Friday, May 20, 2011

This Instrument (Facebook) Can Teach...

Are Mark Zuckerberg's interests in the education potential of Facebook self-serving?
It would be so very easy to dismiss them as just that. However, after reading this article at CNN Money, I get the feeling he's being genuine.
Children learn best in an environment that has fair degree of social interaction, and in order for a child to function in this world, social skills need to be honed. In addition, there has to be play, creativity, imagination. Could Facebook be used for something like this? I'm going to skirt around the various concerns that there may be, and instead focus on the what-if.
Imagine an educational Facebook (Kinderbook? Edubook?). The interface would not be so different from what normal users of the service see at this time. However, the number of distractions are lower. Instead of games like Farmville or, gasp, Mafia Wars, the children would access games that teach skills; math, language, critical thinking, even programming. The site could be written in such a way that the child can modify it to suit their needs and interests, down to the font and colors, with a considerable amount of drag and drop of the various widgets.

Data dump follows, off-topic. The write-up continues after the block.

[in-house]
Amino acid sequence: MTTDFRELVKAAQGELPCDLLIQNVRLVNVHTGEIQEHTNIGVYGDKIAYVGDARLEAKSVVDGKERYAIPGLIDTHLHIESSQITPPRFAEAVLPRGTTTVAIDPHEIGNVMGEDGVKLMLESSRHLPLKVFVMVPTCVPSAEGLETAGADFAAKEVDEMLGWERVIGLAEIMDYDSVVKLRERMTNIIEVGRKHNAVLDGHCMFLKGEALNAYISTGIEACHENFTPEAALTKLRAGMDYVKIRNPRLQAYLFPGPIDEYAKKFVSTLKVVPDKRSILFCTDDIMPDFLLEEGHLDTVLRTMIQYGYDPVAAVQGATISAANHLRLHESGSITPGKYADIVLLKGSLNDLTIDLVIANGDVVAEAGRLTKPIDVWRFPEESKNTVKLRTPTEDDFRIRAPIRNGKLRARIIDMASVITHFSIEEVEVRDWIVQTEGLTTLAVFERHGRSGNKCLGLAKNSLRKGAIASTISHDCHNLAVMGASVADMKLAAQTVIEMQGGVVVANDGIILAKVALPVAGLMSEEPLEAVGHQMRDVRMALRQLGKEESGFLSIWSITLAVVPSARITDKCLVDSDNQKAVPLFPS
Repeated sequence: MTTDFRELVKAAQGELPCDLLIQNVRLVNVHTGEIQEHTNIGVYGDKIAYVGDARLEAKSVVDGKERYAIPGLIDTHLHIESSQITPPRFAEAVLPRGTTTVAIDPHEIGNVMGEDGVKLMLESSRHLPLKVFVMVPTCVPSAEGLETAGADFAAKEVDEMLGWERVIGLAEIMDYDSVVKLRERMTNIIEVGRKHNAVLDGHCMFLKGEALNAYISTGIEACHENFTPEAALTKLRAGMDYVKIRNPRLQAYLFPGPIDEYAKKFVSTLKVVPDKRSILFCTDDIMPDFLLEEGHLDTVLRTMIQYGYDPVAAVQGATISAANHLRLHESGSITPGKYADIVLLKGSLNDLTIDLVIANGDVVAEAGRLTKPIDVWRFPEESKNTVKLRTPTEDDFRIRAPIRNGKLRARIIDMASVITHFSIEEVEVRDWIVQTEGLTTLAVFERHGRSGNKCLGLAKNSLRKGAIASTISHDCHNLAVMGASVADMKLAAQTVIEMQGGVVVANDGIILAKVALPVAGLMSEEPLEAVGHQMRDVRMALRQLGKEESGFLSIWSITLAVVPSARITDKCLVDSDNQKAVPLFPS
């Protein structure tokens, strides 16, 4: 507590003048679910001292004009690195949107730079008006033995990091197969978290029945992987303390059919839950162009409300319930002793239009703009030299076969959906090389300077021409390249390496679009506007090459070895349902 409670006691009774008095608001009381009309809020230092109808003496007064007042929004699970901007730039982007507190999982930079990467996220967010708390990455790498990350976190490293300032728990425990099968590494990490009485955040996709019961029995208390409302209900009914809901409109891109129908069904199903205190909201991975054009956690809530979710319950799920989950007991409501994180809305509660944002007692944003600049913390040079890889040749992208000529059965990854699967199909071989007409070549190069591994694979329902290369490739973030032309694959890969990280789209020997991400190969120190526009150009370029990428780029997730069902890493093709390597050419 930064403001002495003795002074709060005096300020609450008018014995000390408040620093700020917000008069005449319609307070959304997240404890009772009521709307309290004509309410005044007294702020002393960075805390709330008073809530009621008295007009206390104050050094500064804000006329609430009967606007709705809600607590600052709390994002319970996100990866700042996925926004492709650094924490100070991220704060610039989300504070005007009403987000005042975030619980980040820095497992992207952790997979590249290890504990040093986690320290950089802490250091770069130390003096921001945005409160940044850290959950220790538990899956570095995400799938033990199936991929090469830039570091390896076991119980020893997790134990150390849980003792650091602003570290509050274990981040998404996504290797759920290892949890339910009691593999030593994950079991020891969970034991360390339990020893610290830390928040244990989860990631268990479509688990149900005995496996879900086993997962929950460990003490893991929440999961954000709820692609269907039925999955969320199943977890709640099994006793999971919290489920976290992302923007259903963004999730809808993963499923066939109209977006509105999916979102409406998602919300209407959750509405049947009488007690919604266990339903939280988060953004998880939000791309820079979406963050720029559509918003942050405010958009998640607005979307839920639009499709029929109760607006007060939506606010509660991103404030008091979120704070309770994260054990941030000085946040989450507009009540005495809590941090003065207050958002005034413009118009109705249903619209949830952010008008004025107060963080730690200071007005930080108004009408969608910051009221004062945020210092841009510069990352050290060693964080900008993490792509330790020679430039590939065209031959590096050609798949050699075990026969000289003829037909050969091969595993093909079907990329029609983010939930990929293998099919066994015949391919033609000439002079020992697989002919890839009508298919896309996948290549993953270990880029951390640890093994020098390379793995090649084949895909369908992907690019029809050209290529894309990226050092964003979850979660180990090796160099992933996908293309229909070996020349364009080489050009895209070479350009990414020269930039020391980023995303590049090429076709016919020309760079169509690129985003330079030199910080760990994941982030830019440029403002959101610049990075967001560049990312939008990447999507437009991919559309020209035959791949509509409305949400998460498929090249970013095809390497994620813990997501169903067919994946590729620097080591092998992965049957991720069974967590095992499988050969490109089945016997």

As the child grows and matures, other areas of the site would open up to them, and they can explore anew. Exploring equals learning. Their user ID would contain traits and profile information that could dictate where the child can go, what they can do. This user ID would have parental controls, naturally.
There is potential here.
Edward R. Murrow famously said (during an editorial about television) that "this instrument can teach, it can illuminate; yes, and it can even inspire." The same is true of the Internet, of course, and especially Facebook.

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